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In re Teresa Kasparbauer Revocable Living Trust

Court of Appeals of Iowa

December 5, 2018

IN THE MATTER OF THE TERESA KASPARBAUER REVOCABLE LIVING TRUST, MARIE EISCHEID, MARGUERITE NIELSEN, TERESA SMITH, ANNETTE FIRKUS, KATHLEEN KASPARBAUER, and MARY SMITH, Defendants-Appellants.

          Appeal from the Iowa District Court for Carroll County, Gary L. McMinimee, Judge.

         The defendants appeal from the district court's grant of partial summary judgment in favor of the plaintiffs. AFFIRMED.

          R. Scott Rhinehart of Rhinehart Law, PC, Sioux City, for appellants.

          James R. VanDyke of Law Office of James R. VanDyke, PC, Carroll, and Aaron W. Ahrendsen of Eich, Werden & Steger, PC, Carroll, for appellees.

          Heard by Danilson, C.J., and Potterfield and Doyle, JJ.

          POTTERFIELD, JUDGE.

         The six named appellants are siblings and beneficiaries of their deceased mother's trust-the Teresa Kasparbauer Revocable Living Trust. In a previous action, three of Teresa Kasparbauer's grandchildren-the children of a seventh sibling, Shirley Kerber-sued the six siblings[1] for a 1/7 share of the trust. The district court awarded them the share, and we affirmed. See Kerber v. Eischeid, No. 15-1249, 2016 WL 1696929, at *10 (Iowa Ct. App. Apr. 27, 2016).

         Our supreme court denied the siblings' request for further review, and procedendo issued. The grandchildren then filed a second action in district court, asking the court to take jurisdiction of the trust, remove siblings Marie and Marguerite as trustee and successor trustee respectively, order an accounting, and stay further distributions or spending of trust assets (unless court approved). The district court granted each of the requests when it granted their motion for partial summary judgment. The trust and siblings then filed this appeal.

         Here, the trust and siblings argue: (1) the trust's due process rights were violated because the trust was not a named party and did not have notice of the first action, (2) the statute of limitations in Iowa Code section 633A.3108 (2017) prevents the grandchildren from bringing the second action, (3) the district court violated the constitutional rights of the trust when it granted the grandchildren's motion for partial summary judgment, and (4) the doctrine of collateral estoppel and res judicata prevents the grandchildren from raising claims against the trust that they initially raised against the siblings in the first action.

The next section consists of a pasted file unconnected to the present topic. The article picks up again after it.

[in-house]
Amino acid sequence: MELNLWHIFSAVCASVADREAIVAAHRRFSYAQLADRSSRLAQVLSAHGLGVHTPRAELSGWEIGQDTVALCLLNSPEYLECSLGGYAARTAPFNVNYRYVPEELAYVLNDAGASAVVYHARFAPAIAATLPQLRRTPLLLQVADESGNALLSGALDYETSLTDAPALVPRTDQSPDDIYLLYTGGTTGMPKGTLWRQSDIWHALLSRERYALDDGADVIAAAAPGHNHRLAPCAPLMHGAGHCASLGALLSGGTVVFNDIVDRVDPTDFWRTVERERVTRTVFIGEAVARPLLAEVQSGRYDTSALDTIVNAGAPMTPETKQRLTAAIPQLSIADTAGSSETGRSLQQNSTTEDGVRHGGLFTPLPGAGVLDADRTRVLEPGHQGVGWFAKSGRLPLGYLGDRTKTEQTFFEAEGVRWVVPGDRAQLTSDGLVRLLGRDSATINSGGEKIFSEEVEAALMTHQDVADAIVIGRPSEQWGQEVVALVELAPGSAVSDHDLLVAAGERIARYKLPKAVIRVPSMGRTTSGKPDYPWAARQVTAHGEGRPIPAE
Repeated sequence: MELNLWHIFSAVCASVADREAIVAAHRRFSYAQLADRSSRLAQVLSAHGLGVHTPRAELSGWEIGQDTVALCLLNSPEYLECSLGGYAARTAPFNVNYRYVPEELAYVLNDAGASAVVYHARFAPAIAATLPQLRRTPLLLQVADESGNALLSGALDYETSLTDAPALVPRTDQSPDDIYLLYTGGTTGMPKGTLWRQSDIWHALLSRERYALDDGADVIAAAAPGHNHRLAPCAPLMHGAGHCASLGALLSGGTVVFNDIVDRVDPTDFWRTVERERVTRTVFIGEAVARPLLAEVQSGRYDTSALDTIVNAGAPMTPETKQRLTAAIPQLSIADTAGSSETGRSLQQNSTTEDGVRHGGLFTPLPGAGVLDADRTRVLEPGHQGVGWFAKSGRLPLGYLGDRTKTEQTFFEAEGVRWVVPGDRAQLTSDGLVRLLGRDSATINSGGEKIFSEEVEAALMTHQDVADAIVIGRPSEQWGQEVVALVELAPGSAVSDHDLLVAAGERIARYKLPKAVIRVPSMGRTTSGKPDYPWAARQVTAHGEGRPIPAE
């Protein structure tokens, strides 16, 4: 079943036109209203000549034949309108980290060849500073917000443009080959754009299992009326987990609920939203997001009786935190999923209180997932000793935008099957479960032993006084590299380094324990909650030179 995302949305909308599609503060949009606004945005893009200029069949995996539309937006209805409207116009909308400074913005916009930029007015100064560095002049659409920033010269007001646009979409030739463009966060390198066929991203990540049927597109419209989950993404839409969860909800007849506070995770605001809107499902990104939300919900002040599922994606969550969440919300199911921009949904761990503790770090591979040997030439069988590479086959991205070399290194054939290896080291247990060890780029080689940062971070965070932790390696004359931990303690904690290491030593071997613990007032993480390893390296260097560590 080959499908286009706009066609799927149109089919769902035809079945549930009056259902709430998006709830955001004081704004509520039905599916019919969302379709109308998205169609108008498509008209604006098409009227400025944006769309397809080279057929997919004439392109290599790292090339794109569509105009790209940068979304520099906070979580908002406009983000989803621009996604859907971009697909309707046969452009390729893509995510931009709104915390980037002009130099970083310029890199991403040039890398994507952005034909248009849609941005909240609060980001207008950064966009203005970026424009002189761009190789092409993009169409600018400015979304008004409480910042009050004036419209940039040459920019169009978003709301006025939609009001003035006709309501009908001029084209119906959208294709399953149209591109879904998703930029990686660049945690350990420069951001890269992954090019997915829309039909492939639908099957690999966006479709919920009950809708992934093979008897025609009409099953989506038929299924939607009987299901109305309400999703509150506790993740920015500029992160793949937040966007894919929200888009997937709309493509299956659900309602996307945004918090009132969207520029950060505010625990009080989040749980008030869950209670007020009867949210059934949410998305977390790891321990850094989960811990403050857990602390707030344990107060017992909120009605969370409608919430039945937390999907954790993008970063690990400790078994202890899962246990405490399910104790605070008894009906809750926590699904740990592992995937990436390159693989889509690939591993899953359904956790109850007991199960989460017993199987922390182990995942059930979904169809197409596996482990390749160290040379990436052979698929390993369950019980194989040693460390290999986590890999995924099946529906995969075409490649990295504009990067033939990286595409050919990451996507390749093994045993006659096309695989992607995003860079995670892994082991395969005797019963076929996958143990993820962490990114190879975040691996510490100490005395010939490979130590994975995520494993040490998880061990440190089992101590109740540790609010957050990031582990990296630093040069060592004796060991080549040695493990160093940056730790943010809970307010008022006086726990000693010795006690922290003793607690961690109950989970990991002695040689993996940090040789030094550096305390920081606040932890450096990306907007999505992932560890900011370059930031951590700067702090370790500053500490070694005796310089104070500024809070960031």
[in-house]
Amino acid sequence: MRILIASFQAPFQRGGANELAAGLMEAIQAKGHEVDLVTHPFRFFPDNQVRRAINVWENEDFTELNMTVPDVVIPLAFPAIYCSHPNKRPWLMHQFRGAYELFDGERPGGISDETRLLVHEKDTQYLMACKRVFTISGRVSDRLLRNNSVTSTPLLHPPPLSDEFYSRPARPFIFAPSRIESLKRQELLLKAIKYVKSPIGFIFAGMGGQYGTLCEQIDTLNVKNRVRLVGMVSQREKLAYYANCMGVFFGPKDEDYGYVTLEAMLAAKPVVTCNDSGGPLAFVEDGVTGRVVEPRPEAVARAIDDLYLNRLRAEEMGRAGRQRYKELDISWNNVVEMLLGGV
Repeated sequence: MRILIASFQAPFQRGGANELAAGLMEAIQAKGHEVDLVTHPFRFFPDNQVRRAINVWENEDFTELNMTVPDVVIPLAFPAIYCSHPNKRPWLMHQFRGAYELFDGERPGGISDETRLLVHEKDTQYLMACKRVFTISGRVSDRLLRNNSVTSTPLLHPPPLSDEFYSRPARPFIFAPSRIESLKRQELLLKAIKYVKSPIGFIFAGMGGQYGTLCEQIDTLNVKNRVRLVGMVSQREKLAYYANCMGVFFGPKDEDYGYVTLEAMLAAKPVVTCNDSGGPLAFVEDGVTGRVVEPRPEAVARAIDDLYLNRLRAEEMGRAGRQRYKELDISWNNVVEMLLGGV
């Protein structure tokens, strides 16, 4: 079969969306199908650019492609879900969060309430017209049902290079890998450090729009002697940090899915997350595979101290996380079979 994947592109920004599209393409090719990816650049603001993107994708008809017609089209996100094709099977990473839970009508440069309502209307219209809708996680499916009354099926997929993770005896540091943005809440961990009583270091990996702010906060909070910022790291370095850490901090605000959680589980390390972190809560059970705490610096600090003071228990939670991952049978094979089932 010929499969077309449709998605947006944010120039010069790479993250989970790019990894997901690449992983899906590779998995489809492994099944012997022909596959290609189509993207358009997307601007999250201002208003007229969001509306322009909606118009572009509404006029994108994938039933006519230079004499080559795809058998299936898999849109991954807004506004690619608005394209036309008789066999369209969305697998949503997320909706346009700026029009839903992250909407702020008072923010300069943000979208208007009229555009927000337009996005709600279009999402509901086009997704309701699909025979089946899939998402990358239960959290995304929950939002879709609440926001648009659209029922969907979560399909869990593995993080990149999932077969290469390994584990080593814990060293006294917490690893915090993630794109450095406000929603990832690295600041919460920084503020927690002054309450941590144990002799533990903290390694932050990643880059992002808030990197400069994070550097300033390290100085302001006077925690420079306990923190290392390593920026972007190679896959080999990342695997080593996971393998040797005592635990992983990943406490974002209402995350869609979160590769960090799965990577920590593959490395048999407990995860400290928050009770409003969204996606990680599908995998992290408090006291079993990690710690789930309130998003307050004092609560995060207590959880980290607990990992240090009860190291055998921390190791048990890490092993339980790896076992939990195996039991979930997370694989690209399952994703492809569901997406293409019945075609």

I. Background Facts and Proceedings.

         The grandchildren filed the action at issue in this appeal in February 2017. They advised the court they had been declared 1/7 beneficiaries of the Teresa Karparbauer Trust and asked the court to invoke jurisdiction over the trust pursuant to Iowa Code section 633A.6101(1); to order a full accounting of the trust, to require Marie and Marguerite to reimburse the trust all of the assets they spent themselves-including the more than $100, 000 in legal fees paid for the first action; to remove Marie and Marguerite as trustee and successor trustee; and to compel distribution and resolution of the trust, which, by its terms, was meant to be distributed within two years from the date of Teresa's death.

         The siblings and trust responded by filing a motion to dismiss the petition. They asserted that the grandchildren's claims were barred by the statute of limitations in sections 633A.3108 and .3109. They also maintained that collateral estoppel and res judicata barred the grandchildrens' claims, as they "have previously attempted to establish their rights to damages against Marie Eischeid and Marguerite Nielson but failed to prove damages at trial."

         The court set a hearing on the motion to dismiss, and the grandchildren resisted the motion. They argued that they were not challenging the validity of the trust but rather the internal affairs of the trust; they maintained their petition was timely.

         Following the hearing, [2] the district court denied the trust and siblings' motion to dismiss.

         The siblings and trust then filed a motion for summary judgment, making substantially the same arguments as ...


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